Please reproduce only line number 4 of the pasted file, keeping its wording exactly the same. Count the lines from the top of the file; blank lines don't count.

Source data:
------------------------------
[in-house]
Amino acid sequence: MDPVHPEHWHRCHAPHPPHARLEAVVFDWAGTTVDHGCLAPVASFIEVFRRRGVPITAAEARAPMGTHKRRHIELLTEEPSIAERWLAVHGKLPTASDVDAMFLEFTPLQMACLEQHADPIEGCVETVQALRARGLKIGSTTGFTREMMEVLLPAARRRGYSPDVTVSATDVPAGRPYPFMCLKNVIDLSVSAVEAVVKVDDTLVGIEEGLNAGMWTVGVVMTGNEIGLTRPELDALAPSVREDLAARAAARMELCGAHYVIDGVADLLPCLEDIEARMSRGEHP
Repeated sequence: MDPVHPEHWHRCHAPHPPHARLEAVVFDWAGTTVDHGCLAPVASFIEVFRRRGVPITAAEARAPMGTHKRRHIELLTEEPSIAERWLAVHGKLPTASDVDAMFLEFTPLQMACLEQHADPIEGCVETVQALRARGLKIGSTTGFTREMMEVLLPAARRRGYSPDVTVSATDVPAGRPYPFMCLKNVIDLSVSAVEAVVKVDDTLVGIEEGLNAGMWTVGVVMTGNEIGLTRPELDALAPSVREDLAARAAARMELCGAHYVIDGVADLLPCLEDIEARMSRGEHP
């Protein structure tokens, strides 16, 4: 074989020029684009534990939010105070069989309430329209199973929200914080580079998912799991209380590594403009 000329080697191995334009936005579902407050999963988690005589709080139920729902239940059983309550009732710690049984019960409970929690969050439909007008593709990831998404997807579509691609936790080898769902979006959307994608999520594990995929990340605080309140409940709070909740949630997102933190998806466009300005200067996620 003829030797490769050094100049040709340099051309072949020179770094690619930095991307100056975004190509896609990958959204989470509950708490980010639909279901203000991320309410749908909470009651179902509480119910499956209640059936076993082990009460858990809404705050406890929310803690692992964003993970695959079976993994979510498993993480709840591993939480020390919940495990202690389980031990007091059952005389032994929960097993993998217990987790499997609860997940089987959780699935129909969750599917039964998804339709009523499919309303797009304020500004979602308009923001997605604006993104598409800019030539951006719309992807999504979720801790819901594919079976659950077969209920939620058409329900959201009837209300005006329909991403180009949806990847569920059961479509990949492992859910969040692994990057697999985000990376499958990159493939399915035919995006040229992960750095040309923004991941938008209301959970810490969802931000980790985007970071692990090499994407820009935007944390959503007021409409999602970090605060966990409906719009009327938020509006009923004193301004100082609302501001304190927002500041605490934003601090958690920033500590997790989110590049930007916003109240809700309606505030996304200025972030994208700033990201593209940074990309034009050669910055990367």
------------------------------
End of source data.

């Protein structure tokens, strides 16, 4: 074989020029684009534990939010105070069989309430329209199973929200914080580079998912799991209380590594403009 000329080697191995334009936005579902407050999963988690005589709080139920729902239940059983309550009732710690049984019960409970929690969050439909007008593709990831998404997807579509691609936790080898769902979006959307994608999520594990995929990340605080309140409940709070909740949630997102933190998806466009300005200067996620 003829030797490769050094100049040709340099051309072949020179770094690619930095991307100056975004190509896609990958959204989470509950708490980010639909279901203000991320309410749908909470009651179902509480119910499956209640059936076993082990009460858990809404705050406890929310803690692992964003993970695959079976993994979510498993993480709840591993939480020390919940495990202690389980031990007091059952005389032994929960097993993998217990987790499997609860997940089987959780699935129909969750599917039964998804339709009523499919309303797009304020500004979602308009923001997605604006993104598409800019030539951006719309992807999504979720801790819901594919079976659950077969209920939620058409329900959201009837209300005006329909991403180009949806990847569920059961479509990949492992859910969040692994990057697999985000990376499958990159493939399915035919995006040229992960750095040309923004991941938008209301959970810490969802931000980790985007970071692990090499994407820009935007944390959503007021409409999602970090605060966990409906719009009327938020509006009923004193301004100082609302501001304190927002500041605490934003601090958690920033500590997790989110590049930007916003109240809700309606505030996304200025972030994208700033990201593209940074990309034009050669910055990367």